Humans never evolved to be transported through the skies in a long metal tube at more than 500 miles per hour, so it’s perhaps unsurprising that aeroplane travel has some pretty unusual effects on our body.

A recent scientific study in the journal Thorax made headlines after finding that the cabin pressure at cruising altitude appears to lower blood pressure and increase heart rate, even among young, healthy passengers. This is particularly exacerbated by in-flight alcohol consumption, and as a result, the authors recommended either avoiding, or at least minimising the number of alcoholic drinks you have on a flight, especially if you have pre-existing heart problems. 

Dr Stephen Hughes, a senior lecturer at Anglia Ruskin University and an emergency medicine consultant, says that there are a range of both physiological and psychological adaptations which happen to the body as a consequence of being on a plane.

To begin with, humans are not supposed to be at 35,000 feet, the typical cruising altitude of a commercial plane. At these heights, oxygen levels are so low that without the inbuilt cabin pressurisation system, we would rapidly lose consciousness. Instead, to allow the crew and passengers to breathe comfortably, the cabin simulates the kind of pressure we would experience at around 6,000-8,000 feet, around halfway up Mont Blanc.

Dr Hughes is at pains to emphasise that the vast majority of the time, planes are extremely safe environments and adverse health events are incredibly rare, but these different factors help to explain why they do occasionally happen.

The more we understand the unusual environment of flying, the more we can take steps to make it a better and less stressful experience for our body. So from dehydration to circadian rhythms, this is how flying impacts you and what to do about it. 

1. Mind

As air pressure reduces after take off, it can lead to mild levels of something called hypoxia where there is less oxygen in the blood flow. Studies show it can alter our ability to think clearly, our memory and also our mood, increasing negative emotions such as anxiety and tension.

Some people are also more nervous fliers than others, triggering the release of stress hormones. “It’s an alien environment and you have no control, so people sometimes get anxious and over-breathe,” Dr Hughes explains. “Your heart rate might go up and that can be a risk factor for cardiac trouble. So you’ve got this interplay of the physiological and psychological.”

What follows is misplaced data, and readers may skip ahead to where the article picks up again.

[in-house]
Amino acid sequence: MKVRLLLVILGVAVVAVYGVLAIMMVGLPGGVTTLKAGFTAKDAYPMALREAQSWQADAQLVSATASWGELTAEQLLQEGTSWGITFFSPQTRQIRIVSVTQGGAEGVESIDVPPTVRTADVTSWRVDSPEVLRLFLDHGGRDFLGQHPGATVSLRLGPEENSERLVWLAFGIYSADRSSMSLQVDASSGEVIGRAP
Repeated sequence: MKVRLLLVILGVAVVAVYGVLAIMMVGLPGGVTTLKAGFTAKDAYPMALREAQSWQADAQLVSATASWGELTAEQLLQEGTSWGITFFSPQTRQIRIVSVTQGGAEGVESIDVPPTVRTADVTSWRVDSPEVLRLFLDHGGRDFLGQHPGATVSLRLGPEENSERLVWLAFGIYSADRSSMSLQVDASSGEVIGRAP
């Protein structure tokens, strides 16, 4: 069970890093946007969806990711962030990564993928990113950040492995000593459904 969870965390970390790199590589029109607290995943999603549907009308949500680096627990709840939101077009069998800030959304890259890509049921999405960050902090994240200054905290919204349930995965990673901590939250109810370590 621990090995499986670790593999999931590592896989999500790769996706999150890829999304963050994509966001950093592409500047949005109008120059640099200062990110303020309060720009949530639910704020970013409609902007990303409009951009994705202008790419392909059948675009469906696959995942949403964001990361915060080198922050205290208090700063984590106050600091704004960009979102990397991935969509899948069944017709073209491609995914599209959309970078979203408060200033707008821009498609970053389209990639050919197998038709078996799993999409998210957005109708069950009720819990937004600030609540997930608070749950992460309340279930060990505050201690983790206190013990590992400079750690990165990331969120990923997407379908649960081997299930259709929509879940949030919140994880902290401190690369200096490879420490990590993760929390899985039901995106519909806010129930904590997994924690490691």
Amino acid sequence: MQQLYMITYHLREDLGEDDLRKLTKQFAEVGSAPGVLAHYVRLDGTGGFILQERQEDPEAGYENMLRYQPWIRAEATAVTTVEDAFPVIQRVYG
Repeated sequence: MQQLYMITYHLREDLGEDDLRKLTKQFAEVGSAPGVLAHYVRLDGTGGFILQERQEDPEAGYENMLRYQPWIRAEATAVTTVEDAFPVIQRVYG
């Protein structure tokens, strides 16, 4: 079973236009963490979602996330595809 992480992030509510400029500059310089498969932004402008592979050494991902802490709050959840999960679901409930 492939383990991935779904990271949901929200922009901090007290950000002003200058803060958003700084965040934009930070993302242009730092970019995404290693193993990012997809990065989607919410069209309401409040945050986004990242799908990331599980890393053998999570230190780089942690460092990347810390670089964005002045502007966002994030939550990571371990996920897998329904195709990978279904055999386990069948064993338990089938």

2. Ears

As we go higher into the atmosphere, the air pressure around us reduces. To equalise the pressure, your ears ‘pop’ to release air from the middle ear and the sinuses.

3. Nose

Because of the drop in humidity, your eyes and nose might feel dry. It can also weaken your sense of smell, which is why we crave salty foods.

4. Mouth

Your mouth may feel dry because of the drop in humidity. That combined with low air pressure reduces the sensitivity of our taste buds to salt and sweet by 30 per cent.

5. Stomach

As the airplane ascends, most of us will feel gas expansion in the abdomen which may result in feeling bloated or gassy. Because of the lower air pressure, there is a reduced level of oxygen in the body, which can slow down digestion in the body.

6. Legs 

Sitting for long periods of time as you do on a flight can increase the risk of a blood clot inside a deep vein, known as deep vein thrombosis (DVT). A WHO study showed that the risk increased two- to three-fold after long-haul flights of more than four hours and similar forms of travel.

7. Skin 

The humidity in an aircraft is usually less than 20 per cent, compared to the 30 per cent we’re used to in our homes so your skin might feel drier than usual.

How to stay healthy on a plane

Don’t get dehydrated

At high altitudes, the air is almost completely devoid of moisture, with humidity levels on a plane often just 10 to 20 per cent, compared to 35 to 65 per cent in a normal everyday environment.

“That means people will breathe out water vapour, so they’re losing total body water and on a longer flight, you get very dehydrated,” says Dr Hughes.

He says that nervous fliers are even more prone to dehydration as a higher heart rate means that you will be breathing out even more water vapour. Drinking alcohol to relax your nerves can also exacerbate dehydration as alcohol is a diuretic, meaning it stimulates the kidneys to flush more fluid out of the blood and produce more urine. Instead of alcohol, Dr Matthew Goldman, a family medicine physician at the Cleveland Clinic, recommends aiming to consume around 250ml of water per hour. 

However, as Dr Rosie Godeseth, an associate medical director at Vitality, explains, there are some simple steps you can take to mitigate the impact of dehydration and lessen any related discomfort. 

Drink plenty of water,” she says. “[Avoid] caffeinated and high sugar drinks, which can also have a similar effect to alcohol, dehydrating us further. Other easy steps include, wearing glasses instead of contact lenses if you wear them to reduce discomfort to your eyes, and applying a hydrating lotion or lip balm to avoid dry lips and skin.”

Wash your hands regularly to avoid catching viruses

Dr Godeseth explains that being in a low humidity environment for a number of hours, actively dries out the nasal passages increasing your chances of catching an infection. 

“This dryness may make us more susceptible to catching a virus or bug, such as the common cold,” she says. “Additionally, like any environment where we are in close proximity to others, germs spread much easier throughout airborne particles or touching contaminated surfaces such as tray tables, seat belts and arm rests.”